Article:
BI: Would you say your sneaker game has translated to your dress shoe game?
PH: “Oh, absolutely. I was a big old school guy. Like Al Green, and Teddy Pendergrass music-wise, so kind of the gators and the smooth colors and pastels, that just traded off onto me. I got three or four pairs of gators.”
BI: That was more shoe talk than I was expecting.
PH: “Sneakers have been really good for me because it’s one way to connect with kids, too. A lot of kids you recruit obviously in basketball it’s very evident, especially in the girls game. Everybody loves shoes.”
BI: You’re one of the most active coaches on social media. Why do you use it so often when others don’t?
PH: “I think it’s our duty to give a little behind the scenes look at our program. Obviously, it helps with the recruiting aspect, but also I think it’s just my personality. I’m pretty extroverted anyway. But I think, as coaches, we always want to share our experiences and share our coaching styles with our kids and everybody else. But I think the big thing is: what can we share with the rest of the community – with people we don’t even know throughout the country – that we can bond with and share our experiences?”
BI: Like the photos of somebody sleeping at the airport during a road trip?
PH: “I hate it when people do that to me, but it’s funny when I do it.”
BI: Who’s your favorite person to follow on Twitter?
PH: “I have a bunch of sneaker stuff, so when they come out and are released, I know what’s happening. There are four or five coaches I love. As soon as they tweet, it’s just pure gold. Mike Dunlap, who’s the head coach of Loyola Marymount out in LA, is really good.”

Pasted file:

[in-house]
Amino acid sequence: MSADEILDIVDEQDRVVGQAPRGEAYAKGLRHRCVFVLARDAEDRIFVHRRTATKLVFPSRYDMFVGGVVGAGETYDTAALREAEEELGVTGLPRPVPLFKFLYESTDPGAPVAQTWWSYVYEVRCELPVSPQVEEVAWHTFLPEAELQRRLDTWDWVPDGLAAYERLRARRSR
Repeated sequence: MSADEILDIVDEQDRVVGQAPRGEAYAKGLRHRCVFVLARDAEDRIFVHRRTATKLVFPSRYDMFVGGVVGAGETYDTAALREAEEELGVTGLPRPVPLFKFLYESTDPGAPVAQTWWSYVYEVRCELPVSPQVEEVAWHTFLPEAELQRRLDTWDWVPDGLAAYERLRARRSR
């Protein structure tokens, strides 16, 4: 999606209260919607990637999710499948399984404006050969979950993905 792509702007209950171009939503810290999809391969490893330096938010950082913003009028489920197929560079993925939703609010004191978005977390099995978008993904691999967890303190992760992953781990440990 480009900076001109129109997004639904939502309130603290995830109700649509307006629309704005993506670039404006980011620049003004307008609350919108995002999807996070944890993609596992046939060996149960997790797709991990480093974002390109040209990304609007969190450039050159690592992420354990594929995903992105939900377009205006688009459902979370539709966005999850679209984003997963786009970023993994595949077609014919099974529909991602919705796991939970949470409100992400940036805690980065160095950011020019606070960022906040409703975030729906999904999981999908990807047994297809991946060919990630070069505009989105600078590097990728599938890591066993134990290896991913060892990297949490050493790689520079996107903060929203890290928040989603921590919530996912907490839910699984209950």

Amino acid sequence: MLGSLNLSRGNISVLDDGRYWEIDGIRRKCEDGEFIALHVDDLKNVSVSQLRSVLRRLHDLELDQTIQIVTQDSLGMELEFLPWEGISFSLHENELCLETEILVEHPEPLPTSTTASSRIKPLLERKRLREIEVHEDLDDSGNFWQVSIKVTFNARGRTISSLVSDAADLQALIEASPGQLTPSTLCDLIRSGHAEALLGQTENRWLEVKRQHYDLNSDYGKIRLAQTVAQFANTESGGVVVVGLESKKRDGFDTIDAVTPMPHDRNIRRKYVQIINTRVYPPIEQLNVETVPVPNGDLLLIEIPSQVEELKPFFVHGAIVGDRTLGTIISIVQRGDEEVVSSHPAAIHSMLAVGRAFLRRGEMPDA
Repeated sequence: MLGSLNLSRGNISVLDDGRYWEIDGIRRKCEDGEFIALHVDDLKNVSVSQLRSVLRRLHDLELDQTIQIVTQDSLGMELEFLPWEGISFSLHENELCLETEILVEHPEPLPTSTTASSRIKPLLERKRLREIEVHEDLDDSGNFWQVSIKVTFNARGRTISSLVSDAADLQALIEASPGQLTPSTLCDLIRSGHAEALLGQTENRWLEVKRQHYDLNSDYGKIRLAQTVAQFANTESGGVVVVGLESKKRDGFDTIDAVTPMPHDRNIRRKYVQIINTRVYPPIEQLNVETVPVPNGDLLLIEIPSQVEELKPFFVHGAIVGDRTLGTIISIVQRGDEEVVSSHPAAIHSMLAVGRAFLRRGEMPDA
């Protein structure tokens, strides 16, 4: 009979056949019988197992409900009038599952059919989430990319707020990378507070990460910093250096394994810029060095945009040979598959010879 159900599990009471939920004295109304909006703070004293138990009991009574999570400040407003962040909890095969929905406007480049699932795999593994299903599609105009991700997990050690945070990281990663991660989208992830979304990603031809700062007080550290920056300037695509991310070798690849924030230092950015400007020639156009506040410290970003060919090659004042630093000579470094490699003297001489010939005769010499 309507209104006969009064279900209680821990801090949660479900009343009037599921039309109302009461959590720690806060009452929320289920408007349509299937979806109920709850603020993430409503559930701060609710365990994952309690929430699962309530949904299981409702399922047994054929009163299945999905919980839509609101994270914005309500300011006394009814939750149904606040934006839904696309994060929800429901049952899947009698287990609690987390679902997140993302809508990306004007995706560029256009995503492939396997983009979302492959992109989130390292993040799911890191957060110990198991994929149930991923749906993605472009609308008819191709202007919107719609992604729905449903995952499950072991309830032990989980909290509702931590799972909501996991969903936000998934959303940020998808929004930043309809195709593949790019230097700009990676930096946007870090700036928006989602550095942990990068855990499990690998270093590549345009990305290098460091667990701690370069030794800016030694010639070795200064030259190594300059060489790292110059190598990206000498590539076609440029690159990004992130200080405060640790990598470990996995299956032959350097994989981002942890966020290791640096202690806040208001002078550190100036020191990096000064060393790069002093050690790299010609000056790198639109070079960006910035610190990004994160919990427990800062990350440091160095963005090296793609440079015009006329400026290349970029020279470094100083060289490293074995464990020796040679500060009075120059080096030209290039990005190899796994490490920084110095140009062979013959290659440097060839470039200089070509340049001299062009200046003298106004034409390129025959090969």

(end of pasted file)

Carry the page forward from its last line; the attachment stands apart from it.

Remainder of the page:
BI: Had you ever been to North Dakota before coming here?
PH: “Nope, it’s my first time. I traveled around a lot, obviously, being a coach and my family traveled. I’ve been to Montana. I have family from Montana. So I’ve been up to the northern Midwest, I guess that’s what you’d call it.”
BI: What’s the biggest misconception of North Dakota?
PH: “I think that it’s probably that we’re not up to date or there aren’t things to do, especially in Fargo. I can’t speak for the rest of the state, but Fargo is an awesome spot, especially as a young professional or college kid. It’s awesome. We have 30,000 college students in the area, we have a booming population, you have places to eat, things to do all the time. I’ve been really impressed. Obviously, the people are wonderful. I’ve been lucky enough, too, because the weather has been really good.”
BI: Seven players signed in this recruiting class. Have you ever seen one this big?
PH: “Ironically, Maren’s (Walseth) last year at Penn State, they had a seven-person recruiting class. We didn’t intentionally do that, but it was how things worked out with our classes. It made the most sense, and I feel like, at every position, we have really quality pieces. The local kids are huge. We decided (that) for our program to improve and get to the level we want to get to, we have to take care of business at home, and that’s right within North Dakota and surrounding areas in Minnesota and South Dakota.”
BI: This is the most hype I can remember for a women’s basketball signing class.
PH: “I love hype. Just have to make sure the kids come in and bust their tails.”